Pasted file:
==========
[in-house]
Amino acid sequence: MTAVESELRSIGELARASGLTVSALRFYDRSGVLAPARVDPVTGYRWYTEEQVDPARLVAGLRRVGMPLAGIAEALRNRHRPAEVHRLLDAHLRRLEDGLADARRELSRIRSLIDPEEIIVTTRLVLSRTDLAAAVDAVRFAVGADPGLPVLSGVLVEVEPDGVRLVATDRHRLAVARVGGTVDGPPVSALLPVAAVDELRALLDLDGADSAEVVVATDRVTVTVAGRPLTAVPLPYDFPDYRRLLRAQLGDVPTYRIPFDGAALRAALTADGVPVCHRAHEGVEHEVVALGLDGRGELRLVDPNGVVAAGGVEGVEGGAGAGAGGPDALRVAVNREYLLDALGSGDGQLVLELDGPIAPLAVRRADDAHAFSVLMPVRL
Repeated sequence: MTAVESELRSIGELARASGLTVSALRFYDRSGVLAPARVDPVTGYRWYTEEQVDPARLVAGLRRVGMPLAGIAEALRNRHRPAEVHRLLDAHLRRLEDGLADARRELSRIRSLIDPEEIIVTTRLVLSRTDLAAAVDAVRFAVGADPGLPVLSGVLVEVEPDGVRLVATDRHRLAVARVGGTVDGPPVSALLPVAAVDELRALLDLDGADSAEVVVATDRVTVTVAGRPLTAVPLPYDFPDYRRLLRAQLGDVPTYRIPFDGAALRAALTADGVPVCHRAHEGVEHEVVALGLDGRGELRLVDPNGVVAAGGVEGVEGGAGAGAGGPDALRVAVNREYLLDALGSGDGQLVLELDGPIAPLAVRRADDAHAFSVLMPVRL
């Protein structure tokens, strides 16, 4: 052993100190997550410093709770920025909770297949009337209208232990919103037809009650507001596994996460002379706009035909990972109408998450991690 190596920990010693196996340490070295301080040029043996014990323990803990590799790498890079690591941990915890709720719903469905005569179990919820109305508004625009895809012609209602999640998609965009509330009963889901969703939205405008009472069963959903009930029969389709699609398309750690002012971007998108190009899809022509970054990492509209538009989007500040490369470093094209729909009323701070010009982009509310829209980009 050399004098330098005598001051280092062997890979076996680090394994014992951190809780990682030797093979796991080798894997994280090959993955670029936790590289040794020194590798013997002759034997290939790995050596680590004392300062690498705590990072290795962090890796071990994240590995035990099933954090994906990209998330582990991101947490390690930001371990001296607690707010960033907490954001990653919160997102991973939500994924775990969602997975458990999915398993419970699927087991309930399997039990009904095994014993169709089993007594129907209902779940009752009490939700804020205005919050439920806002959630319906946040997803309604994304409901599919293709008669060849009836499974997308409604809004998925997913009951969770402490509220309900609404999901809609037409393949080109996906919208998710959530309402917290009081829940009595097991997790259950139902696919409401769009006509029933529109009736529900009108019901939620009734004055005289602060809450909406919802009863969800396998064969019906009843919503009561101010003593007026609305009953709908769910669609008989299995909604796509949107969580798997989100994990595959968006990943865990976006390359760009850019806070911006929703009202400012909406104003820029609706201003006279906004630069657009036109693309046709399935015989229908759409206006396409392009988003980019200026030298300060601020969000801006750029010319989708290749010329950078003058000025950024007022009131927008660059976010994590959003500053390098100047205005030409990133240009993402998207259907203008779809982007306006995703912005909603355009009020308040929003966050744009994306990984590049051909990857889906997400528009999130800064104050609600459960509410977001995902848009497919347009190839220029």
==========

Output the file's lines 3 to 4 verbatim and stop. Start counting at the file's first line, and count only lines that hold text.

Repeated sequence: MTAVESELRSIGELARASGLTVSALRFYDRSGVLAPARVDPVTGYRWYTEEQVDPARLVAGLRRVGMPLAGIAEALRNRHRPAEVHRLLDAHLRRLEDGLADARRELSRIRSLIDPEEIIVTTRLVLSRTDLAAAVDAVRFAVGADPGLPVLSGVLVEVEPDGVRLVATDRHRLAVARVGGTVDGPPVSALLPVAAVDELRALLDLDGADSAEVVVATDRVTVTVAGRPLTAVPLPYDFPDYRRLLRAQLGDVPTYRIPFDGAALRAALTADGVPVCHRAHEGVEHEVVALGLDGRGELRLVDPNGVVAAGGVEGVEGGAGAGAGGPDALRVAVNREYLLDALGSGDGQLVLELDGPIAPLAVRRADDAHAFSVLMPVRL
């Protein structure tokens, strides 16, 4: 052993100190997550410093709770920025909770297949009337209208232990919103037809009650507001596994996460002379706009035909990972109408998450991690 190596920990010693196996340490070295301080040029043996014990323990803990590799790498890079690591941990915890709720719903469905005569179990919820109305508004625009895809012609209602999640998609965009509330009963889901969703939205405008009472069963959903009930029969389709699609398309750690002012971007998108190009899809022509970054990492509209538009989007500040490369470093094209729909009323701070010009982009509310829209980009 050399004098330098005598001051280092062997890979076996680090394994014992951190809780990682030797093979796991080798894997994280090959993955670029936790590289040794020194590798013997002759034997290939790995050596680590004392300062690498705590990072290795962090890796071990994240590995035990099933954090994906990209998330582990991101947490390690930001371990001296607690707010960033907490954001990653919160997102991973939500994924775990969602997975458990999915398993419970699927087991309930399997039990009904095994014993169709089993007594129907209902779940009752009490939700804020205005919050439920806002959630319906946040997803309604994304409901599919293709008669060849009836499974997308409604809004998925997913009951969770402490509220309900609404999901809609037409393949080109996906919208998710959530309402917290009081829940009595097991997790259950139902696919409401769009006509029933529109009736529900009108019901939620009734004055005289602060809450909406919802009863969800396998064969019906009843919503009561101010003593007026609305009953709908769910669609008989299995909604796509949107969580798997989100994990595959968006990943865990976006390359760009850019806070911006929703009202400012909406104003820029609706201003006279906004630069657009036109693309046709399935015989229908759409206006396409392009988003980019200026030298300060601020969000801006750029010319989708290749010329950078003058000025950024007022009131927008660059976010994590959003500053390098100047205005030409990133240009993402998207259907203008779809982007306006995703912005909603355009009020308040929003966050744009994306990984590049051909990857889906997400528009999130800064104050609600459960509410977001995902848009497919347009190839220029």